Wednesday April 17

WHAT, ME WORRY? Michael Powell (yes, Colin's kid) is chairman of America's Federal Communications Commission. He sees no problems with the rapid consolidation of media in the hands of a few mega-corporations. ''I mean, I can watch everything from a thoughtful piece on history on the History Channel to Fear Factor. I think we're in a period right now where we're seeing the very best that television has produced, and the very worst.'' Boston Globe 04/17/02

BREAKING DOWN THE RACE BARRIERS: "Three decades after Melvin Van Peebles made his groundbreaking Sweet Sweetback's Baadasssss Song and three decades after Shaft brought blaxploitation to the American movie scene, there is no question that African-American filmmakers have entered the Hollywood mainstream. Because of this, some members of the African-American community argue that the real issue facing their colleagues today is not so much one of race as one of economics - the battle almost any filmmaker faces in getting a quality film off the ground. 'It's less about black and white than green'." Backstage 04/17/02

FAMILY VALUES: G-rated family films are suddenly hot in Hollywood. "Studios have already decided that they're going to make more G, PG and PG-13 films, said a market researcher for the major studios who didn't want to be named. Often criticized in conservative political and cultural quarters for ignoring family values, studios are now vying for hard-to-find quality material with gentle themes and universal appeal." Toronto Star 04/16/02

Tuesday April 16

ALL ABOUT OZZY: Rocker Ozzy Osbourne has found a second career as a sitcom star. "The aging, addled satanic rocker is the perpetually mumbling centerpiece of The Osbournes, which has turned into the most popular series in MTV history." Weird as it sounds, though, the show is part of a long comfortable tradition of family sitcoms." Washington Post 04/16/02

NPR PROGRAM CHANGES EXPLAINED: National Public Radio's major reorganization of its programming has many worried about how NPR will cover culture. "People say NPR is going into pop culture. But we should cover popular culture in the same smart way as when we cover news events." San Francisco Chronicle 04/16/02

POOH RIGHT BACK AT YOU: A New York Post reporter says she was fired by the newspaper "at the behest of Disney, after writing stories about the Mouse House's long-running Winnie the Pooh litigation." Now she's filed a $10 million suit against the newspaper and Disney. Yahoo! (Variety) 04/15/02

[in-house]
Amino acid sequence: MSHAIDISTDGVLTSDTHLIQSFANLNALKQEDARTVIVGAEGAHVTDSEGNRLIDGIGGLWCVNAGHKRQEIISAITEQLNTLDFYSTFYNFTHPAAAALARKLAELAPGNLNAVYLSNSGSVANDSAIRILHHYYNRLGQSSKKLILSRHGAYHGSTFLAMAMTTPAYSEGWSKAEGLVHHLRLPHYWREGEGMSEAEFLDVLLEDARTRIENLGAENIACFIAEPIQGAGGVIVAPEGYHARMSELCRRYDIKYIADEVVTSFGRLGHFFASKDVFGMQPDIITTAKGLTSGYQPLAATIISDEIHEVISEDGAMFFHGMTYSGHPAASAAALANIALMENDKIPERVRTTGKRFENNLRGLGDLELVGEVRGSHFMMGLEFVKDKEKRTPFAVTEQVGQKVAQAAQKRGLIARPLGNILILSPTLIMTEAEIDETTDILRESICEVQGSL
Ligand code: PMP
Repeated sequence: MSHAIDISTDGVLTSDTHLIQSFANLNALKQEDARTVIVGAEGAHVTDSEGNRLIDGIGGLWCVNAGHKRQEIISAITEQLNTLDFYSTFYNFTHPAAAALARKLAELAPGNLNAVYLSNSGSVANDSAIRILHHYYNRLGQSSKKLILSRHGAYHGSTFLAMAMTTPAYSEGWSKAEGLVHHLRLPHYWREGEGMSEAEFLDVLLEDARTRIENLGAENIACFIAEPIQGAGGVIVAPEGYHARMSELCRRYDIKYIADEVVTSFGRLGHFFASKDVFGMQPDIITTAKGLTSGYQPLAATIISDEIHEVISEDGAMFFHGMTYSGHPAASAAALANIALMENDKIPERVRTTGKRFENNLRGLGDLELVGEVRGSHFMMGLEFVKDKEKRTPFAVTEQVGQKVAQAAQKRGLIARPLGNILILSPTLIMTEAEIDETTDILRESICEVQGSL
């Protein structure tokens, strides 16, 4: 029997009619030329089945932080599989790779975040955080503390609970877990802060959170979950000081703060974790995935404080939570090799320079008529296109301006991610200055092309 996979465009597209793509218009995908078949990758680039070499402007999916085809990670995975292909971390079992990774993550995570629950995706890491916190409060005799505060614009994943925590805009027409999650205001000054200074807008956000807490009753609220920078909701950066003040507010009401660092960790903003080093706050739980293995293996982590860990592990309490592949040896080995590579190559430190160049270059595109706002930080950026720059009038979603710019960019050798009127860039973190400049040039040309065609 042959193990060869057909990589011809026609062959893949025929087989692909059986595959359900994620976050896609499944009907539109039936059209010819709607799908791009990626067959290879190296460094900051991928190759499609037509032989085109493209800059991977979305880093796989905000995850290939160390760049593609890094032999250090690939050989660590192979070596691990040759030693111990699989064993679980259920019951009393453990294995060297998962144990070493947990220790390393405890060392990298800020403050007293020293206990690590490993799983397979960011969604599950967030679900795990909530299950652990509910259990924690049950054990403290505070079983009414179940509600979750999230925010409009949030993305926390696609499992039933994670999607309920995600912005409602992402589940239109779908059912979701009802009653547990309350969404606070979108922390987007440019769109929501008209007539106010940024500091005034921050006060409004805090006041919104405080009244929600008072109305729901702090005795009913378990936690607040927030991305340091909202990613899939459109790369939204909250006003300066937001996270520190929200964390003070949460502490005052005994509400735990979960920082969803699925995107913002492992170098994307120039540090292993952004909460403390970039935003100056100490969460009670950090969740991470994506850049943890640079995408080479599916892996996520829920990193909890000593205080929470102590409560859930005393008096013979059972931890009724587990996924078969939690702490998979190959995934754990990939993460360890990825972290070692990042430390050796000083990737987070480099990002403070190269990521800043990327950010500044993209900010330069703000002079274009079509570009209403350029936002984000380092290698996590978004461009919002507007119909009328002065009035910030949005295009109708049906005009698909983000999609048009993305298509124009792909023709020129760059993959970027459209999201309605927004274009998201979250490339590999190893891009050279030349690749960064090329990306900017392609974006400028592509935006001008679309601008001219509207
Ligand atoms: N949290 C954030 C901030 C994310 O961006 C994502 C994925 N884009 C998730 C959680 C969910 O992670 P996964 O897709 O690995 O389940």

Monday April 15

HOGGING CREDIT: It seems everyone in Hollywood is unhappy about the way credits for movies are allocated. "All you have to do is go to the movies and look at the proliferation of producer credits, and you can recognize that there's a problem. (There is) a trend, which I think we are in the process of reversing, toward the devaluing or undervaluing of the producer and his role, because if you can give that credit to anyone, the implication is that it doesn't mean anything." Backstage 04/14/02 

DIGITAL SCRAMBLE: The demand for digital projection in movie theatres is growing. And fast. Trouble is, the companies that make the $130,000 projectors can keep up with the orders. And with the next installment of the digitally produced Star Wars coming out soon, there's a scramble to get the best equipment. Wired 04/15/02

CRAPPY BUSINESS: The lords of TV and movies can rarely be called artists. Instead of art, business rules decisions about what gets produced and what doesn't. So how do the moguls do at business? Tod Gitlin's new book concludes that "generally, they don't have very good reasons for doing what they do. And then, of course, if something succeeds, there's a retroactive, backpatting and genius-anointing operation. But that's the culture of the television-entertainment industry. Sometimes they'll get lucky and strike Survivor for a while." Salon 04/14/02  

WE'RE SHOCKED - HOLLYWOOD EXAGERATES? The Academy of Motion Picture Arts and Sciences has protested to a leading talent agency for exagerating its clients' successes at the recent Academy Awards. "The Creative Artists Agency took out congratulatory trade paper ads March 22 - two days before the Academy Awards - saying 32 of its clients had received Oscar nominations. But half of the listed clients weren't nominated." Sydney Morning Herald (AP) 04/15/02

Friday April 12

NPR REORGANIZES ITS CULTURAL COVERAGE: National Public Radio restructures, cuts 47 jobs and refocuses its cultural programming and arts coverage. Officials said the new approach would "break down barriers between arts staffers and the news division - a barrier that cultural staffers acknowledge existed within the NPR offices on Massachusetts Avenue. The new approach will also be more eclectic." Washington Post 04/12/02

  • UNION MEMO ON THE CUTS: AFTRA, the broadcast union, details some of the cuts in a memo to NPR employees: "NPR informed affected employees of their status this morning in two separate meetings. The Cultural Programming Division has effectively been eliminated, and the Cultural Desk of the News Division has been drastically altered. NPR is also severing its relationship with American RadioWorks, resulting in the elimination of one unit position." MediaNews@Poynter 04/11/02